Good Monday Morning to this week 30 of 2020
If either of them falls down, one can help the other up.
But pity anyone who falls and has no one to help them up.
A real friend is one who walks in when the rest of the world walks out!
Friendship is born at that moment when one person says to another, ‘What! You too?
I thought I was the only one.” C.S. Lewis
He who has a why to live can bear almost anyhow.
To live is to suffer, to survive is to find some meaning in the suffering.
Don’t make friends who are comfortable to be with.
Make friends who will force you to lever yourself up.
Thomas J. Watson
We all know Nietzsche the philosopher. Little do we know of the great
influence the theologian Franz Overbeck had through this friendship with Nietzsche.
A few months after Nietzsche had settled in Basel, Franz Overbeck arrived from Jena to take up the chair of ‘critical theology’. Overbeck, who was born in 1837 and was thus seven years Nietzsche’s senior, became the one permanent friend Nietzsche had whose friendship was founded on a purely personal, instinctive basis. Although he became for a while a keen Wagnerian under Nietzsche’s influence, he was for most of his life quite at variance with Nietzsche in his opinions…But his closest friend for most of his life was Nietzsche. His account of his friendship is an unqualified expression of thanks for the experience. ‘Our friendship was without any shadows,’ he writes. At the same time, he is not sparing in his criticism, which he had certainly voiced while Nietzsche was still able to understand it; but in this instance, criticism did not constitute a ‘shadow’. As the years passed, Overbeck moved away from Nietzsche philosophically, and with Nietzsche’s last works he was quite unable to agree; at the same time, however, he moved closer as a friend, so that in the last years he and his wife were, apart from Gast, Nietzsche’s only real intimates.” (Hollingdale, page 53)
Franz Overbeck was the perfect complement to Fritz’s personality. He was an intellectual of high regard, appreciative of the arts – particularly music, broad-minded, honest, caring, reliable, genteel, and reserved yet steadfast in his opinions. Of him Nietzsche wrote: ‘Overbeck is the most serious, candid, personally lovable, and least complicated person and researcher one could have wished for in a friend. At the same time, he has this radicality I need to have in all people with whom I associate.’ Many years later he would confess to Overbeck that Overbeck’s loyalty and friendship had, in fact, saved his life: ‘In the midst of life I was ‘surrounded’ by my good Overbeck.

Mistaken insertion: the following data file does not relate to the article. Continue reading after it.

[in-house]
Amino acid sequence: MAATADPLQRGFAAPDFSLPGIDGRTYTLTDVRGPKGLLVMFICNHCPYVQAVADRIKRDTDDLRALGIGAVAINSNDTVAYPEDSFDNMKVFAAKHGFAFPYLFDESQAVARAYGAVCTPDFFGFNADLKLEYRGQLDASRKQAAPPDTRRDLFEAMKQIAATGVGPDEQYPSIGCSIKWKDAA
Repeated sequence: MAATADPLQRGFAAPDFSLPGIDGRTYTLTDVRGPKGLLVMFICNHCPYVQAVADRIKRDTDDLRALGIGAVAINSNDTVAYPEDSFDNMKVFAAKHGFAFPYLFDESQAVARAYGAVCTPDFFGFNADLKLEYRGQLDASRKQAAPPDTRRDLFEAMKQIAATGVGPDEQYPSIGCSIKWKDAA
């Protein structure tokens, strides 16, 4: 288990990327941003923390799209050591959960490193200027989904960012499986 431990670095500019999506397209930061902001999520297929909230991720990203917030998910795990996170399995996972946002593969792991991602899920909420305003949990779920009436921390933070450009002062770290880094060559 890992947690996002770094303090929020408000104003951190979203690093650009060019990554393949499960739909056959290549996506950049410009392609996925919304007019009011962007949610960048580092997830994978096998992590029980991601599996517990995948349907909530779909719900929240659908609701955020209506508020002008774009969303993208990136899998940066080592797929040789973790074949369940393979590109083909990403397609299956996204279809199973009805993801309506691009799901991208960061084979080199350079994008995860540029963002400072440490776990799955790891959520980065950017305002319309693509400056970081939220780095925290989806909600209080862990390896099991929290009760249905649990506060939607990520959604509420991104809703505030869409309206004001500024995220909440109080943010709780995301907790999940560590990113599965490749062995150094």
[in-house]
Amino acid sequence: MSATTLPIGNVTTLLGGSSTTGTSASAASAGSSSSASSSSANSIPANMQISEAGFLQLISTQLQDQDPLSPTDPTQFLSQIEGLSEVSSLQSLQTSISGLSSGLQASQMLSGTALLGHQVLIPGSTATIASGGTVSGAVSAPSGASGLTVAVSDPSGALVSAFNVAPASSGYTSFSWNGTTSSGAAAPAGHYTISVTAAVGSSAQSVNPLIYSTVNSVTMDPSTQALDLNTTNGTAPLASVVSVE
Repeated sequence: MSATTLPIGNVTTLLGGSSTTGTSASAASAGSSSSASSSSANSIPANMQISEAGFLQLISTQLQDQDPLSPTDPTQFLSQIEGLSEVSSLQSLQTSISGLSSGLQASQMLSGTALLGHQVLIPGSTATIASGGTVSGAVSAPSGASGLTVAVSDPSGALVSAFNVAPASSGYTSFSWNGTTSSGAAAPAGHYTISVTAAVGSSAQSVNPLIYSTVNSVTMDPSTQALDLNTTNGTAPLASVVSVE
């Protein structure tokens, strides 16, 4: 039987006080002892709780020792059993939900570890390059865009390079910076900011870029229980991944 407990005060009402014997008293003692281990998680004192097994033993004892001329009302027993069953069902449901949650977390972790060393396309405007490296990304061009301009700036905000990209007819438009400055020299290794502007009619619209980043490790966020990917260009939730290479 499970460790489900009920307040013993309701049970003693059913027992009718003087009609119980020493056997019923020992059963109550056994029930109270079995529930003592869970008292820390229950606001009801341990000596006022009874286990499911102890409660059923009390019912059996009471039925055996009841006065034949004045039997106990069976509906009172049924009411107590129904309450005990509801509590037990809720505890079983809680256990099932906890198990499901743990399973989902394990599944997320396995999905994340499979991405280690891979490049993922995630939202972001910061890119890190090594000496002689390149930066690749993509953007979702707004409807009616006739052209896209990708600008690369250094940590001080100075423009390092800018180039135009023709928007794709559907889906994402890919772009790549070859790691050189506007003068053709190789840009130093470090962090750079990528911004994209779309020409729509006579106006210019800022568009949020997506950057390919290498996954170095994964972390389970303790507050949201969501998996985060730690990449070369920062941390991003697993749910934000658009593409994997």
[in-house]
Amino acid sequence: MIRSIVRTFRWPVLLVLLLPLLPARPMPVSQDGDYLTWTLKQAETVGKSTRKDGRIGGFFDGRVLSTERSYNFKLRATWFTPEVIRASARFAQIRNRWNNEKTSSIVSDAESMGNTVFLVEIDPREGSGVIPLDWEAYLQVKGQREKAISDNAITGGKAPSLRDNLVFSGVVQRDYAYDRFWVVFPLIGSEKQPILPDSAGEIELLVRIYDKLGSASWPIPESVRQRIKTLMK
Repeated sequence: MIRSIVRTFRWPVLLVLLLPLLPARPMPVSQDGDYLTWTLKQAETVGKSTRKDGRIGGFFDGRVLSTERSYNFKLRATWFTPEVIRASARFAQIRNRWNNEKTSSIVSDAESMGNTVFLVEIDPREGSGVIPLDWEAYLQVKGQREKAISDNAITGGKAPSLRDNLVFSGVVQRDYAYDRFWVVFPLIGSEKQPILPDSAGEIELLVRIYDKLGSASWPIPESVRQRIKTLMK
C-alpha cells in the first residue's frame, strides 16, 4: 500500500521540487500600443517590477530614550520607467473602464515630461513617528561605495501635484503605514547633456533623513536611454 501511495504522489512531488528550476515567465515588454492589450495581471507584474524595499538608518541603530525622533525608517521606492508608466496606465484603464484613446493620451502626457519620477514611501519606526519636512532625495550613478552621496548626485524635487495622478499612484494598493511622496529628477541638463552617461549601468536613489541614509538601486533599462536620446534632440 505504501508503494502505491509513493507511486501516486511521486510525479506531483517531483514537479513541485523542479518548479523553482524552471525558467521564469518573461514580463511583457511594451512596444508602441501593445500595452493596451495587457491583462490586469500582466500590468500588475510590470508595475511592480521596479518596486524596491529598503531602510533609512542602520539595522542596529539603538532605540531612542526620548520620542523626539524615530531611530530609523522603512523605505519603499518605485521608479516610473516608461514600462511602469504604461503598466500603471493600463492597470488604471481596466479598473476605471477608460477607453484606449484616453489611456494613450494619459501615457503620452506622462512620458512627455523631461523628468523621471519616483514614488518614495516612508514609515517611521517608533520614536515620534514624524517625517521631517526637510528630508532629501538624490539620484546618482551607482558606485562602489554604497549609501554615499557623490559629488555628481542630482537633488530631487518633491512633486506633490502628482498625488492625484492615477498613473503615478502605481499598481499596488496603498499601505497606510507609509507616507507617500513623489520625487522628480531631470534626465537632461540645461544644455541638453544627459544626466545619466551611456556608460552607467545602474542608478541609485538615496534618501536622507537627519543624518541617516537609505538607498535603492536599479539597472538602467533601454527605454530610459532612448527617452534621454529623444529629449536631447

One can easily imagine the two discussing their respective works in progress over evening meals. It is not too conjectural to assume their mutual interest in the “zeitgeist” and the way their respective works were viewed by their shared friends was a fundamental basis for the solidification of their closeness.
Their relationship was often mundane and entirely ordinary. Therefore, surprisingly little evidence of the course of their daily associations exists. But Overbeck’s friendship affected Nietzsche as evidenced when Nietzsche surveyed the first ten years of their friendship in a letter to Overbeck in 1880: “You will be deep in your work, dear friend, but a few words from me will not disturb you. It always does me good to think of you at your work; it is as if a healthy natural force were blindly working through you, and yet it is a force of reason which operates in the subtlest and most tricky material, and which we have to tolerate whenever it behaves impatiently and doubtfully for letting me watch the spectacle of your life from so close at hand – indeed.
In everyone’s life, at some time, our inner fire goes out. It is then burst into flame by an encounter with another human being. We should all be thankful for those people who rekindle the inner spirit. Albert Schweitzer
Wishing you good friendships even to people you wouldn’t expect to be friends with as
we learned from this extraordinary example of a theologian and philosopher.